Passionately committed to giving young people from any background reach their potential, Ellie Long is actively supporting the next generation – particularly those who’ve faced significant challenges in their life.
As the Early Careers Business Partner at Rolls–Royce, Ellie is determined to achieve great outcomes for the company and its people. As Rolls-Royce drives the transition to net-zero carbon to design a better future for the planet through electrification and digitalization, Ellie is driving talent attraction programs to design a better future for people who could be part of the Rolls-Royce journey, but may not know how.
Below are the highlights of the interview.
Brief our audience about your journey as a business leader until your current position at Rolls-Royce. What challenges have you had to overcome to reach where you are today?
I have been working in early careers and talent management for nearly five years following the completion of my Business Management degree. My interest in HR was sparked by recognizing a lack of female talent within senior management. Following my graduate program, I was keen to continue my professional development and completed my CIPD level 7 whilst working full time. My dissertation focused on the challenges females face when looking to progress in the workplace. I’d already faced comments, assumptions and been stereotyped at work because of my gender, age, and how I look. I knew I wanted to work in a role that would have an impact, and I see young people as the future of a business. There is a real opportunity to bring in a diversity of thought and bridge the skills gaps many organizations have.
I am driven by my passion for creating opportunities for people regardless of their education, upbringing, and social standing. In my view, social mobility is one of the biggest challenges we face in British society today. The polarity between ‘haves’ and ‘have nots’ has become more acute – evidenced through the impact of inequalities across education, health, income, and career progression.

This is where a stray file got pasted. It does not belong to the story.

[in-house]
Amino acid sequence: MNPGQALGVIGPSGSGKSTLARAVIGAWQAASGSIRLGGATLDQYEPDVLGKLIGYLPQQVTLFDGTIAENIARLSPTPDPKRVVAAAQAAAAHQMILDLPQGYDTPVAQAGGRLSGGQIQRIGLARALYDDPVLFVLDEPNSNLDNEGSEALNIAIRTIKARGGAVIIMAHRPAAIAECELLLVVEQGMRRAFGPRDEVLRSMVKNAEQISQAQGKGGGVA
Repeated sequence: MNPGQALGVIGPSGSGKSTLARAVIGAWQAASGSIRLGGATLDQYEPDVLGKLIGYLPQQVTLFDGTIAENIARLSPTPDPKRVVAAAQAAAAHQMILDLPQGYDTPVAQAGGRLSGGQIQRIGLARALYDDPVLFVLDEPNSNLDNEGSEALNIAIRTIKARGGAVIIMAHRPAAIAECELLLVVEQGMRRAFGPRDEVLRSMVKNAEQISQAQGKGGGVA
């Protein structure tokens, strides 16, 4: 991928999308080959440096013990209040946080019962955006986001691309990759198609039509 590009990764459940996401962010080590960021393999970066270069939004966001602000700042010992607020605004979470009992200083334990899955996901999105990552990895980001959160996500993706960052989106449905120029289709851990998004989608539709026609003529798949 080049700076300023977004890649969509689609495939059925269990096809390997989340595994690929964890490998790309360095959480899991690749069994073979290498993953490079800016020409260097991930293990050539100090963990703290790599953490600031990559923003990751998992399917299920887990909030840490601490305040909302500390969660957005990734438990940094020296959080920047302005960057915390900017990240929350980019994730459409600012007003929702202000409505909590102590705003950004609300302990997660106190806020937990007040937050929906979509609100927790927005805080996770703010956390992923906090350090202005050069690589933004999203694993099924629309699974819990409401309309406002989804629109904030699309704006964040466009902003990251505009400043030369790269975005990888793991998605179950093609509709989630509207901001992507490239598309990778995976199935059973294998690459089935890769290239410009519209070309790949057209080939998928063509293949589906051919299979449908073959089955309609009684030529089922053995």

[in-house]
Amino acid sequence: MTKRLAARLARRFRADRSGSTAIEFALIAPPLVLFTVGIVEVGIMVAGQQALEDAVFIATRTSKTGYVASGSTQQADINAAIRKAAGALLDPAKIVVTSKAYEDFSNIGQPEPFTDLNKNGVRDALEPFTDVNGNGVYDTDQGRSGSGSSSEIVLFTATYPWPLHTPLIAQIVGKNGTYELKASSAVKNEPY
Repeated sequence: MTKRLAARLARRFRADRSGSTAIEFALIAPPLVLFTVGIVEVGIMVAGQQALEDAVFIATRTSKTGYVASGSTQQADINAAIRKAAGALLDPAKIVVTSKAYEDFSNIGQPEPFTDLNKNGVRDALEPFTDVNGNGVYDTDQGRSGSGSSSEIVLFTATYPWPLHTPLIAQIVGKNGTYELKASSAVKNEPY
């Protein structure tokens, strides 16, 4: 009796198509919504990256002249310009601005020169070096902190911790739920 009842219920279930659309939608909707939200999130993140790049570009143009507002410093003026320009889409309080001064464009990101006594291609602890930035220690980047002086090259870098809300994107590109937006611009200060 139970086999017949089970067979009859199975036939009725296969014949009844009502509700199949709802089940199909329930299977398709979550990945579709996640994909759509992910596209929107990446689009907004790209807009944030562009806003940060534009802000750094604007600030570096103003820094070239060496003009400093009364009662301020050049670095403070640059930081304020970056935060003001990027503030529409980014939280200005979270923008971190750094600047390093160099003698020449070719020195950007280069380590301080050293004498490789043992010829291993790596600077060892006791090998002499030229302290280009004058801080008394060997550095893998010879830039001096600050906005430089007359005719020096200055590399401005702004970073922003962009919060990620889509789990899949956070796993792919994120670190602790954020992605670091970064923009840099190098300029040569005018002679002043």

I’m determined to tackle the challenge of social mobility by truly supporting all young people to reach their potential. In my role as the Early Careers Business Partner at Rolls-Royce, the last year has introduced phrases such as the ‘lost generation’ and ‘digital divide.’ The pandemic has brought these long-standing issues to the public consciousness, therefore putting this at the forefront of a business talent agenda is fundamental.
My efforts to support young people continue through my voluntary role with Derby Toc H Children’s Camp, a charity to offer young people from care or lower socio-economic backgrounds a holiday each year. I know more needs to be done to raise young people’s aspirations and confidence, so I founded and hosted the HY-Up podcast to do just that. Over the period of lockdown, I’ve created 21 podcasts featuring over 30 young role models – all with a story of overcoming barriers to tell. I want to use the platform I have through my job and work to create longer-term, systemic change across education and work to make sure more and more disadvantaged young people have the opportunity to shine. I take every opportunity to appear on business webinars and talent panels I’m invited to speak at and will keep doing that. There’s so much more to do.
Enlighten us on how you have made an impact in the talent development niche through your expertise in the market.